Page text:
Lesson Plans: Simple Machines, Odd Machine
The Lever as a Machine
Submitted by Nancy Owens-Dunbar Math/Science Academy, Lubbock, TX
Time required: 60 minutes
Part A: various objects that could be used as a lever such as a ruler,
plastic serving spoons, meter sticks, swimming noodles, CD case, paint
sticks, plastic knives or forks, etc. Choose fun objects that are not too
heavy and will not injure students if dropped. You will also need a small
bucket or box to catch marshmallows.
Part B: low-temp mini-glue guns, mini-glue sticks, rubber bands of various
sizes, popsicle or craft sticks, coffee stirrers, straws, large paper clips,
plastic spoons, string, 3 x 5 index cards, scissors, rulers, Ziploc baggies-
gallon size, small post-it notes (approximately 1 cm width), sharpie marker
and jumbo marshmallows. Timer
Teacher Preparation: (Prep-time approximately 1 hour)
Part A: Pre-Machine Launch
Gather a variety of lever type objects such as paint sticks, plastic serving spoons,
etc so that each student will have one to use. Purchase 1-2 bags of jumbo
marshmallows for launching. Have sharpie pens available for students to mark
their marshmallow before launch.
Part B: Catapult Construction
All materials can be purchased at a grocery store or discount store such as Wal-
Mart or K-Mart, etc. When purchasing items, try to incorporate as much color as
possible so students can create fun products (Fluorescent color index cards and
color rubber bands and straws). Students will work in groups for the activity
(preferably 3-4) and each group will need a bag of materials. Set-up each bag as
2 3 x 5 index cards
3 large paper clips
2 mini glue sticks
10 craft or popsicle sticks
10 rubber bands of various size
5 coffee stirrers
1 plastic spoon
1 12 inch piece of string
1 pair of scissors
1 metric ruler
1 gallon size zip-loc bag (all materials will go in here to give to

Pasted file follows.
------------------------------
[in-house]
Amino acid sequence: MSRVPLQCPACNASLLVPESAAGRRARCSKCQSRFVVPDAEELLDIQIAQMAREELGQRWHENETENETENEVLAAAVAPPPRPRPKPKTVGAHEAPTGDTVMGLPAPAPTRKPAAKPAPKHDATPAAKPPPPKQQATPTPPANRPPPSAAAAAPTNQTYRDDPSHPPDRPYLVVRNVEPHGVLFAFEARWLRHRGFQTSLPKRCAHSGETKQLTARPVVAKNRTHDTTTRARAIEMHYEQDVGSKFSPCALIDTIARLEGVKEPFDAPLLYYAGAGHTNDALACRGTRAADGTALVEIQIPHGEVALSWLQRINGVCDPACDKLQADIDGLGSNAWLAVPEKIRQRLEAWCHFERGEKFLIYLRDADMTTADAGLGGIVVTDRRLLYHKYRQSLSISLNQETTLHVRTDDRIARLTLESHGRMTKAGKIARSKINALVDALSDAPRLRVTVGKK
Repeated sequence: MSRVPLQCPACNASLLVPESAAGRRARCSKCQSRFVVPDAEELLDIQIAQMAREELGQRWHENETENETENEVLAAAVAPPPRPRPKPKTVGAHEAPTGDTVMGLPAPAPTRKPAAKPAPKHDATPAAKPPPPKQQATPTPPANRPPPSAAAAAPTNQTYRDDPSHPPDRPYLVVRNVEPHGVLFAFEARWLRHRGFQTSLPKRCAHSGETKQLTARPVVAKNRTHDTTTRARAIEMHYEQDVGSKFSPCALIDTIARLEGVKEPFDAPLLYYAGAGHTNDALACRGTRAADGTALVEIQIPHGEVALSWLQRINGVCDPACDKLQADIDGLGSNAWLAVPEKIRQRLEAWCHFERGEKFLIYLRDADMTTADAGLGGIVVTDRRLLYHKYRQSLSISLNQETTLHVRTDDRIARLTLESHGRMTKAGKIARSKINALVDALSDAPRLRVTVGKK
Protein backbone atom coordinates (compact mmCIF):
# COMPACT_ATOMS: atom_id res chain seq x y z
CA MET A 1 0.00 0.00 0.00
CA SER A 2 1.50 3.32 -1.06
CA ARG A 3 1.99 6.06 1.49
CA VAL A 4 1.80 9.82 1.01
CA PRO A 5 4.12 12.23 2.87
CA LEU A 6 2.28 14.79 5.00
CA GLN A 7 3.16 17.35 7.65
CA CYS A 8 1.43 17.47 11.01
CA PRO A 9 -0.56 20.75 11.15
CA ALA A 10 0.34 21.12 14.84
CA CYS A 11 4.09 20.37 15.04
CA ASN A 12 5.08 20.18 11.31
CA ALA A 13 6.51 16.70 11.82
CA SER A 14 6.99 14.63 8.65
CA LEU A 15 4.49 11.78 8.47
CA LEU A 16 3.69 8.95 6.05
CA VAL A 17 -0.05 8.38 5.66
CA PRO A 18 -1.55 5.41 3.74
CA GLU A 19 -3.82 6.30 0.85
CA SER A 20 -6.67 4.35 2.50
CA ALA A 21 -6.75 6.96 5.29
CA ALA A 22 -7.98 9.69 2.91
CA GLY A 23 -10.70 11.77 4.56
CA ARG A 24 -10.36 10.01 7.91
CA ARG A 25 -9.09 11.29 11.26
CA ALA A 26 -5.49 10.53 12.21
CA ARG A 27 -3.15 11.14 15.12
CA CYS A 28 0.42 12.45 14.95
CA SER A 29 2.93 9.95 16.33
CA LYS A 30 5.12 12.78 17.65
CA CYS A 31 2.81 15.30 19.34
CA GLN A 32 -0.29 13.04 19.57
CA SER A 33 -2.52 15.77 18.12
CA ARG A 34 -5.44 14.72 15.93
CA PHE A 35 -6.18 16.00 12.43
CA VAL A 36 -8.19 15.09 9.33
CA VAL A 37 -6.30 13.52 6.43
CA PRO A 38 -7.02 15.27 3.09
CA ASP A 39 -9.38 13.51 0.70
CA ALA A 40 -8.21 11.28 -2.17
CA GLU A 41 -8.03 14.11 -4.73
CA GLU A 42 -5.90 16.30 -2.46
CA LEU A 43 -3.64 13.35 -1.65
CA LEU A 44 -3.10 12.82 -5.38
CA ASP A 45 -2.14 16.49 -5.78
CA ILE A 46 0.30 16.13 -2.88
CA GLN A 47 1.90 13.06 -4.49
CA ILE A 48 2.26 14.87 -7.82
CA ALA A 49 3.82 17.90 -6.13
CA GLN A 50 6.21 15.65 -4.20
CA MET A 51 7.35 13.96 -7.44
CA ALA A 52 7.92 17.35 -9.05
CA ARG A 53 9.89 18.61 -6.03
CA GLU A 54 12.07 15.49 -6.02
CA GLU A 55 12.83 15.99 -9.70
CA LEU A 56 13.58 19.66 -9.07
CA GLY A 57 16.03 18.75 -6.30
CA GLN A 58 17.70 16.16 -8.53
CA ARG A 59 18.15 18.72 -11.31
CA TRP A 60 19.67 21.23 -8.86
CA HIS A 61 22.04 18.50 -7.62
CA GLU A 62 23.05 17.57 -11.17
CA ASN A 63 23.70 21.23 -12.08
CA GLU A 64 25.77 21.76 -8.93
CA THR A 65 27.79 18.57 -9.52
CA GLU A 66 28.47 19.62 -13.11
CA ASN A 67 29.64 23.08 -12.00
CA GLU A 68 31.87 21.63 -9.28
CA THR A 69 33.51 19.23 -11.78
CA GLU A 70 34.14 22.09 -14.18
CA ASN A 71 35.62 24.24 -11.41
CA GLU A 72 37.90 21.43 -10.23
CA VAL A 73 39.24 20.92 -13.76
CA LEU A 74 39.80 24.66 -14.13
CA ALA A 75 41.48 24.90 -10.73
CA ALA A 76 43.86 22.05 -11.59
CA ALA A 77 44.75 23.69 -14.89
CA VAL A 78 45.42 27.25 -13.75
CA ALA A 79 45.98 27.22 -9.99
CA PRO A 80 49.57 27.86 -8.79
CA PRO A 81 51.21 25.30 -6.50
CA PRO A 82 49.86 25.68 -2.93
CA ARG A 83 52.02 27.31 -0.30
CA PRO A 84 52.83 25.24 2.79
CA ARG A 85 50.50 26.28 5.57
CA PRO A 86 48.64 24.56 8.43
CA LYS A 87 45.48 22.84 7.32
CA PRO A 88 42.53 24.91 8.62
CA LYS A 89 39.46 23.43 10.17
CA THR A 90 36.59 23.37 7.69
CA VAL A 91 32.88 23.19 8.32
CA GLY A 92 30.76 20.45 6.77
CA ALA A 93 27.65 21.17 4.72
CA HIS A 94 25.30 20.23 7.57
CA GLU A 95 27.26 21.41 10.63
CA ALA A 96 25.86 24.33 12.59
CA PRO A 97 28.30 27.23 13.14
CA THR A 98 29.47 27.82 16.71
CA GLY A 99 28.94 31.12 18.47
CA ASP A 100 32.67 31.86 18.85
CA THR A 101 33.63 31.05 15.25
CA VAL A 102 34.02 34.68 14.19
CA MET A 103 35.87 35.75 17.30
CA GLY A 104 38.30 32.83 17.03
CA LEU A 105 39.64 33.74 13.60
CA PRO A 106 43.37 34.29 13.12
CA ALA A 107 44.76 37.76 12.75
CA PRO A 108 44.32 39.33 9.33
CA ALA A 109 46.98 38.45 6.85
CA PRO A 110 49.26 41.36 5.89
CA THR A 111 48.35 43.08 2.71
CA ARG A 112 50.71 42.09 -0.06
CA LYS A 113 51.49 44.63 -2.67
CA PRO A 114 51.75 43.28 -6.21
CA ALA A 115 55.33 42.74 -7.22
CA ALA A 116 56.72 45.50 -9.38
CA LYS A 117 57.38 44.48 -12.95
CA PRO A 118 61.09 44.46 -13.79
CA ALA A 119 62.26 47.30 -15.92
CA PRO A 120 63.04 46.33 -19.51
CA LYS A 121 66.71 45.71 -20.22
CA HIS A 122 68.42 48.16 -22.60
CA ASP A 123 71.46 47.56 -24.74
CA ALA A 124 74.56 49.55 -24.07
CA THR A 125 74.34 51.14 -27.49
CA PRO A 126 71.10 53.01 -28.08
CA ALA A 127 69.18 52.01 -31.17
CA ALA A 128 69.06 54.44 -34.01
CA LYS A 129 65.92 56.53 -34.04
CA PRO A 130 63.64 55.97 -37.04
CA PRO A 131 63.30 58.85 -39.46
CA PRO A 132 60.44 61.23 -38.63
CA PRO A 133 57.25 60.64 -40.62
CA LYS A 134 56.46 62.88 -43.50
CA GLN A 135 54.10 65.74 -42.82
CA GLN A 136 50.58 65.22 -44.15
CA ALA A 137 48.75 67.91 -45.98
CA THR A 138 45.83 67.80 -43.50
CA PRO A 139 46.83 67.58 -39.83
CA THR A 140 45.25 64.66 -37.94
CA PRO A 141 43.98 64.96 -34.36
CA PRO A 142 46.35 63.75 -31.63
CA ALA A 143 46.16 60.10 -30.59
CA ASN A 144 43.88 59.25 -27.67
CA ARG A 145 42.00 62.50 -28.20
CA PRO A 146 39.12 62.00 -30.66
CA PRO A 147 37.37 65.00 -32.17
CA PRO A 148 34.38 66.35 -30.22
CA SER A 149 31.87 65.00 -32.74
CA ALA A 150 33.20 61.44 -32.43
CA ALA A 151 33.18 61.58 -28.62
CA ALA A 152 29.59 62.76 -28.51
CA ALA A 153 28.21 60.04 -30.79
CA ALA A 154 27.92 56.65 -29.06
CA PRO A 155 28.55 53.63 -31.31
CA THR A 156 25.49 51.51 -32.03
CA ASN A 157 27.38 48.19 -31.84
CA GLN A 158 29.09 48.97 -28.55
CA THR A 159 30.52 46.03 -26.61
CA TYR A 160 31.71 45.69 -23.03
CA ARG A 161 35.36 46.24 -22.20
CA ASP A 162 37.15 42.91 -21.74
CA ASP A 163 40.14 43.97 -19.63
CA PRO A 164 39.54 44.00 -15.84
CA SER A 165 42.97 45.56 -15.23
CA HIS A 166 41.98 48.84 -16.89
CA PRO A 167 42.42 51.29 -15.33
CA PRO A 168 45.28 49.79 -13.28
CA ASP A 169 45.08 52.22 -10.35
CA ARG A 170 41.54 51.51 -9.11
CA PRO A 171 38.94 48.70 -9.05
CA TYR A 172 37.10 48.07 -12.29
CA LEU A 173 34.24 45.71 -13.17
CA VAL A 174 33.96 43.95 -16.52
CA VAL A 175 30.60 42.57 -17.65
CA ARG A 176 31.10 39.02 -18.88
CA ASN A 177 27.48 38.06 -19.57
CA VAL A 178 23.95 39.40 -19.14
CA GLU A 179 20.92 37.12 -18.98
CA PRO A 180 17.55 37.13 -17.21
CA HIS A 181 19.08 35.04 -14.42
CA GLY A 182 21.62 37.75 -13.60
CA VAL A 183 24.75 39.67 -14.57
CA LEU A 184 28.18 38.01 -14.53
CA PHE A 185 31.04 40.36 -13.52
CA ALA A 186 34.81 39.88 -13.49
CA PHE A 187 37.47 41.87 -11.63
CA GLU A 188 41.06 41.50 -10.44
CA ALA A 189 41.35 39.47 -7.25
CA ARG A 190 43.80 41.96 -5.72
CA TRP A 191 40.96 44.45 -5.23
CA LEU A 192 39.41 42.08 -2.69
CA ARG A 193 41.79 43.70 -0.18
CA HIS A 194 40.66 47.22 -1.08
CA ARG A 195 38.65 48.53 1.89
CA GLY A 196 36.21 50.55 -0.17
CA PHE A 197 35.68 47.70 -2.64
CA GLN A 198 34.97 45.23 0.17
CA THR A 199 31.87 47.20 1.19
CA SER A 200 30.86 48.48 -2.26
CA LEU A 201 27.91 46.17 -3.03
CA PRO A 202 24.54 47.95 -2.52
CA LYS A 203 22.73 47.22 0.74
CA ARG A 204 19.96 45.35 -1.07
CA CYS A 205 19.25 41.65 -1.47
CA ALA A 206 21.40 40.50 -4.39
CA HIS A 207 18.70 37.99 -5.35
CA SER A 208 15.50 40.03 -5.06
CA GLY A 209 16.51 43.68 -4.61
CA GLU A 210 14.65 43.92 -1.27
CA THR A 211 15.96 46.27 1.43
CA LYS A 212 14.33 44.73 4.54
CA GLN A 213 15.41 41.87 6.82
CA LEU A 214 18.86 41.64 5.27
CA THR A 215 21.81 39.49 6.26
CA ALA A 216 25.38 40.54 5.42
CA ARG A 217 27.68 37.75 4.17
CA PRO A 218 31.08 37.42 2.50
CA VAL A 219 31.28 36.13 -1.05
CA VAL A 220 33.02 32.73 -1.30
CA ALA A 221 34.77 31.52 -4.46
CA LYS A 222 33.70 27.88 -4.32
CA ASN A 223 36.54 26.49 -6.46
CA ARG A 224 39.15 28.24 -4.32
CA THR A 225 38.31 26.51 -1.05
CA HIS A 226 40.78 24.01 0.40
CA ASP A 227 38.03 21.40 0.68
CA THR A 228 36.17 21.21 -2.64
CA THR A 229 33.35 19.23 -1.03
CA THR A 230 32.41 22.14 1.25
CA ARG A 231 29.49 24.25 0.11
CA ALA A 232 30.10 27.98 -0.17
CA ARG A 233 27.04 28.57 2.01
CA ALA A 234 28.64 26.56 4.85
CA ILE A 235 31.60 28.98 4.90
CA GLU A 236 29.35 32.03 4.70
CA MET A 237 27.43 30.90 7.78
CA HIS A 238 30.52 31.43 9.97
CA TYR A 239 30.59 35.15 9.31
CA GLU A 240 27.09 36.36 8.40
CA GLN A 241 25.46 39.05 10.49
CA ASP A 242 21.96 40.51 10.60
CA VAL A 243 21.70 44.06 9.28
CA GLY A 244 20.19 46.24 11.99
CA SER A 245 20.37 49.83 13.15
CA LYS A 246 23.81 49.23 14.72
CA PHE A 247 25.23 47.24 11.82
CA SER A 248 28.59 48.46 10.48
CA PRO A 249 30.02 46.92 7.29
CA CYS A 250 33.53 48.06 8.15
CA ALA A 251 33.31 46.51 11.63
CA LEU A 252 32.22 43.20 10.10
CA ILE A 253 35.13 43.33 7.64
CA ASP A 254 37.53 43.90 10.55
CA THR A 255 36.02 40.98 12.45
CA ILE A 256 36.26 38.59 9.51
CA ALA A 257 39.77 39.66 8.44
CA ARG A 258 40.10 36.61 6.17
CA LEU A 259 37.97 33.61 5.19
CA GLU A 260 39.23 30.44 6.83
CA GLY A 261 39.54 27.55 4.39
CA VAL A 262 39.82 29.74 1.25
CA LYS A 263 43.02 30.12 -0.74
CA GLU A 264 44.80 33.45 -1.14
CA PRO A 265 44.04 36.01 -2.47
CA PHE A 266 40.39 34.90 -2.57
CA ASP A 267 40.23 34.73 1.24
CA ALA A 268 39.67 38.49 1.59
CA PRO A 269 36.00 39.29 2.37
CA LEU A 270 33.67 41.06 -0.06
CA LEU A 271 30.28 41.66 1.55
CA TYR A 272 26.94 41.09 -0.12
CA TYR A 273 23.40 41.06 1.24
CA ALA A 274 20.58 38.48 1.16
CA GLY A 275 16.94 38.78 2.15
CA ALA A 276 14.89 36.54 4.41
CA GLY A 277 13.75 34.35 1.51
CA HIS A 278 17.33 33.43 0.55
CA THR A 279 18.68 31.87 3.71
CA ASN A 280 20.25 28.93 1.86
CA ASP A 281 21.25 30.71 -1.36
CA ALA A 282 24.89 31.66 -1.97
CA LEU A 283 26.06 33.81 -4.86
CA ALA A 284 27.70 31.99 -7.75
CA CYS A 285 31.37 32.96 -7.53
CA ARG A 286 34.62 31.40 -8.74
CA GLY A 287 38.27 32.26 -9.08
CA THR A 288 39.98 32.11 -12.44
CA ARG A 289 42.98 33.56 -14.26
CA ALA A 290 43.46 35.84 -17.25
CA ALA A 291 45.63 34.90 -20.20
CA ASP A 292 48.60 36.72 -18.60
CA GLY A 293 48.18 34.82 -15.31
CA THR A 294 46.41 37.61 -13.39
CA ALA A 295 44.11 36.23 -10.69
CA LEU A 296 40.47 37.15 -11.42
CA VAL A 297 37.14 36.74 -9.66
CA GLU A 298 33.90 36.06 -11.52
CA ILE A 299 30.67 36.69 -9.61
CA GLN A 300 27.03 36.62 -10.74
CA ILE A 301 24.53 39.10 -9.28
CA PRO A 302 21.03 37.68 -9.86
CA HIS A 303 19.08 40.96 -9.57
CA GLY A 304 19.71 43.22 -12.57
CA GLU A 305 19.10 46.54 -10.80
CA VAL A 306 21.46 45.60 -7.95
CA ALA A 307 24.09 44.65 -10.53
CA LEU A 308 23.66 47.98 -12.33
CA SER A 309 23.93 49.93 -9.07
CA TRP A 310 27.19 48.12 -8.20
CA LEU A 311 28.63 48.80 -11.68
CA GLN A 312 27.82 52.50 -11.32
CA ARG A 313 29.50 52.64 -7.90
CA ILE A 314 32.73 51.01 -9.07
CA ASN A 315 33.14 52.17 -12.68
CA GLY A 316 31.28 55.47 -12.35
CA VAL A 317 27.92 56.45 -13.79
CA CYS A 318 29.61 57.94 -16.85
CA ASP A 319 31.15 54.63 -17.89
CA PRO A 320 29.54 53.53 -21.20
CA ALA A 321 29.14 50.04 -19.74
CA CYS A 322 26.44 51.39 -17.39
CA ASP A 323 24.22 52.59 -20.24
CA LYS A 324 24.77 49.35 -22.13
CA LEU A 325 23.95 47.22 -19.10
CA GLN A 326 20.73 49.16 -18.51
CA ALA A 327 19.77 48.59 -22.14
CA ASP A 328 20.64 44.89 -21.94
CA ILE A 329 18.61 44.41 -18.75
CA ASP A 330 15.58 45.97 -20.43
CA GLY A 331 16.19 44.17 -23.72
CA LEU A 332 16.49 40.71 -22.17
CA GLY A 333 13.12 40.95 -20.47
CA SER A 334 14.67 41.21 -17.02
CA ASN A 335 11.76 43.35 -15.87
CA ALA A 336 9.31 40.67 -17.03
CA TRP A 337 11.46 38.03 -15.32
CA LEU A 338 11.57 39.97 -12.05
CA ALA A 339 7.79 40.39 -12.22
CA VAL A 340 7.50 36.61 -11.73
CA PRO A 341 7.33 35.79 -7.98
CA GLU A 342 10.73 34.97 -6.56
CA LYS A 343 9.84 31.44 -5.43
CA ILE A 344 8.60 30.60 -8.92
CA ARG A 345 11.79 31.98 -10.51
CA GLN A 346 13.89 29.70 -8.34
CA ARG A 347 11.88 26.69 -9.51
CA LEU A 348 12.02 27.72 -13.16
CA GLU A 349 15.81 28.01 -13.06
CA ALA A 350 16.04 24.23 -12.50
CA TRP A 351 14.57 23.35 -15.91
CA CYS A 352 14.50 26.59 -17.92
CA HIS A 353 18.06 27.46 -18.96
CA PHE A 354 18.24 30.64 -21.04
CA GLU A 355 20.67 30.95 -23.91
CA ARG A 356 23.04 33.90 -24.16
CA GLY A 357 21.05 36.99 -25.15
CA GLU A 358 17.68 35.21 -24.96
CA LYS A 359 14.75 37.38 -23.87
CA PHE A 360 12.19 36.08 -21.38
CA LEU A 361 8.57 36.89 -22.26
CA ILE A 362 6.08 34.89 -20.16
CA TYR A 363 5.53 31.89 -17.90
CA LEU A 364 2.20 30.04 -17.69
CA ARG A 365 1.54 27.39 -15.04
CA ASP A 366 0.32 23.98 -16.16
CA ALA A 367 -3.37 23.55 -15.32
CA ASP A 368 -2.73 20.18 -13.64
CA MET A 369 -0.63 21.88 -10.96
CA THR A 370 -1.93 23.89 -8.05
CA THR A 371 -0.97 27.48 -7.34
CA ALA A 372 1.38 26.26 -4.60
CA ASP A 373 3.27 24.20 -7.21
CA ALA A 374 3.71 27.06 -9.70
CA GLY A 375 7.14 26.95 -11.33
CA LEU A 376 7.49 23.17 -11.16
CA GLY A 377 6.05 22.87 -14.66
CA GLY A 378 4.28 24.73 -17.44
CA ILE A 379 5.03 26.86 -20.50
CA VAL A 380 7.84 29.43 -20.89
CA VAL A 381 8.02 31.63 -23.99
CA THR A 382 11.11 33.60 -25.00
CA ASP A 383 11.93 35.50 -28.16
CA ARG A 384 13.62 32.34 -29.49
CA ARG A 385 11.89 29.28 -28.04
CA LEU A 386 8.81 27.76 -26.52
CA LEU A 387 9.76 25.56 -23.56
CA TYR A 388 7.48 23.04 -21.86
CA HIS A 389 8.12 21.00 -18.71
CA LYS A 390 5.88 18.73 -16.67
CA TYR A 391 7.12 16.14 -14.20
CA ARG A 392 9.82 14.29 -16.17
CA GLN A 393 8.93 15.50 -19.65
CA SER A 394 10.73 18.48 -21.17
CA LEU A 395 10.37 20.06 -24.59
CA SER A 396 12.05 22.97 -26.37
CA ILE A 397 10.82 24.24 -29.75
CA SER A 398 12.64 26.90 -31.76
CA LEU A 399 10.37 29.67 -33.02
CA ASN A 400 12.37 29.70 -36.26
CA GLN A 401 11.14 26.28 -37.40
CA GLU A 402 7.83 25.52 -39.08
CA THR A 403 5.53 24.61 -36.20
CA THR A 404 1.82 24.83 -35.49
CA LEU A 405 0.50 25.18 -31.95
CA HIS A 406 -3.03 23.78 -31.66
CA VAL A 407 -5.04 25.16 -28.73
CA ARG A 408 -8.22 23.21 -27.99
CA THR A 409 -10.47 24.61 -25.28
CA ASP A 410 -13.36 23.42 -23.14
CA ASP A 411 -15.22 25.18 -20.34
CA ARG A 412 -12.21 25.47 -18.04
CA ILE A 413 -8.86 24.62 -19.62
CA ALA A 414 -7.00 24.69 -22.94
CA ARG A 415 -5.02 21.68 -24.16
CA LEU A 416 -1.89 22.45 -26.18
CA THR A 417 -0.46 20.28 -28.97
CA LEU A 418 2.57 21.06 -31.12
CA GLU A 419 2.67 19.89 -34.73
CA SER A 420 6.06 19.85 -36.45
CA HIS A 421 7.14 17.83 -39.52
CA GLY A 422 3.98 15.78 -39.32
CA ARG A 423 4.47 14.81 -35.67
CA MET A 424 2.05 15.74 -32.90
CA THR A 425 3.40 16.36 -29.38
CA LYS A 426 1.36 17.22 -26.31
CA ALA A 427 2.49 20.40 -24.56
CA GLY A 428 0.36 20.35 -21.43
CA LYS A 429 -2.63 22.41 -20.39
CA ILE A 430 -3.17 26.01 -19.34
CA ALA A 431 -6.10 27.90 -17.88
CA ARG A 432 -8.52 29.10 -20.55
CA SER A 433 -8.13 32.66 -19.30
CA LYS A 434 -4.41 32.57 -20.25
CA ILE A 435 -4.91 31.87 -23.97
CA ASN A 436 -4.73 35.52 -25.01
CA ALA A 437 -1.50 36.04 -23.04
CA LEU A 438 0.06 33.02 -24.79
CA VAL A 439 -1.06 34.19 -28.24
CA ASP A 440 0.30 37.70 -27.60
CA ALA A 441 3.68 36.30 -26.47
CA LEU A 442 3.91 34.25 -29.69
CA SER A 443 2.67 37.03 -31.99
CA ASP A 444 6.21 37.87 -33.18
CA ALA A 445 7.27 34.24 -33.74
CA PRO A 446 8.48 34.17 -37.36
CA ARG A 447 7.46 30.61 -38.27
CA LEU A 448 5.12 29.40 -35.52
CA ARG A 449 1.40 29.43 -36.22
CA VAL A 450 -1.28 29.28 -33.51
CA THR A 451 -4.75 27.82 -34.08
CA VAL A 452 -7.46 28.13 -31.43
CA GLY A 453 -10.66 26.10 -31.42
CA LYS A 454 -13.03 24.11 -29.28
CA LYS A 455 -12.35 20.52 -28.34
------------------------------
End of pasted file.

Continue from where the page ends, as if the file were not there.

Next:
Have small post-it notes available for student use after catapults are built.
Learning Objectives and Educational Goals:
• Students will use an everyday object as a simple machine, the lever.
• Students will define first, second, and third class levers.
• Students will design a machine that uses a lever as a central component.
• Students will test various machine designs and evaluate their performance
as it relates to the task.
• Students will identify the fulcrum, the resistance force, and the effort force
on a student designed machine.
• Students will identify the class of lever used in a student designed
• Students will evaluate the effectiveness of the different classes of levers in
• Students will discuss possible improvements to their designs and evaluate
their machines effectiveness.
• Students will describe how forces act on their machines and determine its
Part A: Opener-
1. Students will be given a jumbo marshmallow at the
beginning of class and instructed not to eat it! Under teacher
supervision, students will need to use a sharpie marker to
label their marshmallow with their name or some identifying
2. Teacher will give each student an object such as a large
plastic serving spoon, ruler or meter stick, swimming noodle,
etc that could be used as a lever. Say to students: “Today is
the day you get to have fun getting back at your teacher for
all that homework I have given you in science this year! In a